The use of the verb wish indicates that the speaker wants reality to be different. As in unreal conditionals, the use of a past or past perfect tense verb indicates that the situation is impossible or unlikely. The use of hope, on the other hand, indicates that the speaker believes something is possible.


Wish can also be used with would to express a desire that someone do something differently.



Glenn wishes Monica liked to hike. (but she doesn't)

Mary Nell wishes she were taller. (but she isn't)

MN wishes she weren’t so short. (but she is)

Leif wishes he could speak Japanese fluently. (but he can't)


past tense verb


BE = were


MN wishes she had learned Spanish when she was young. (but she didn't)

Anne wishes she hadn’t been out of the office when the President called her yesterday. (but she was)

Emily wishes she could have taken ballet lessons last year when her friend took them. (but she couldn't)

past perfect


MN wishes her husband would take her dancing tonight. (he might, but he might not)

Gwyneth wishes she would get an A in Statistics. (she might, but she doesn't know yet)

Sigurd wishes he could study Spanish in Costa Rica next summer. (but he believes he can't)*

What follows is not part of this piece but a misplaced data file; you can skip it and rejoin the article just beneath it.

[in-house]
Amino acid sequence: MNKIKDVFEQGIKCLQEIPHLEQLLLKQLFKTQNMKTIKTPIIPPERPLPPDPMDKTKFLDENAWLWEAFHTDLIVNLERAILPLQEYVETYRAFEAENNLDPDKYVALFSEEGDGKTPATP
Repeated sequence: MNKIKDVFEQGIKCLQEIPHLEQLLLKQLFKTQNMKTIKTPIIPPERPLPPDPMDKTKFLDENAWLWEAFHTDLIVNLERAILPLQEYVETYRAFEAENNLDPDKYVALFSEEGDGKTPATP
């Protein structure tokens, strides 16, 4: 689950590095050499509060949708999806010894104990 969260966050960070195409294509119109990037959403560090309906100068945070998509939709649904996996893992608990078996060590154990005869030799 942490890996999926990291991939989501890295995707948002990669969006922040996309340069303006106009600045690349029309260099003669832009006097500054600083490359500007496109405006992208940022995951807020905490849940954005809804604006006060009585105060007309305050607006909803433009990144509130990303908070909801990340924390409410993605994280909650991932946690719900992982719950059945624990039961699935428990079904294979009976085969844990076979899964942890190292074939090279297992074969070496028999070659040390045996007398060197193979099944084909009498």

Haakon wishes his friend were coming to Seattle during the quarter break. (but he isn't)

would + simp. verb

could + simp. verb

were + verb-ing


*contrast with hope [Sigurd hopes he can go to kayak camp. (he thinks it is possible)]





Use wish ... would to express dissatisfaction or irritation because somebody keeps on doing something that you don't like or an unpleasant situation persists.


Carl wishes Mary Nell wouldn’t go shopping so often. (Mary Nell has a habit of going shopping a lot.)

Jon wishes Melinda wouldn’t leave her toys in the living room. (Melinda often leaves her toys in the living room.)

I wish you would stop making that noise. It is annoying me.

Jeremy wishes it would stop raining so he could play basketball.

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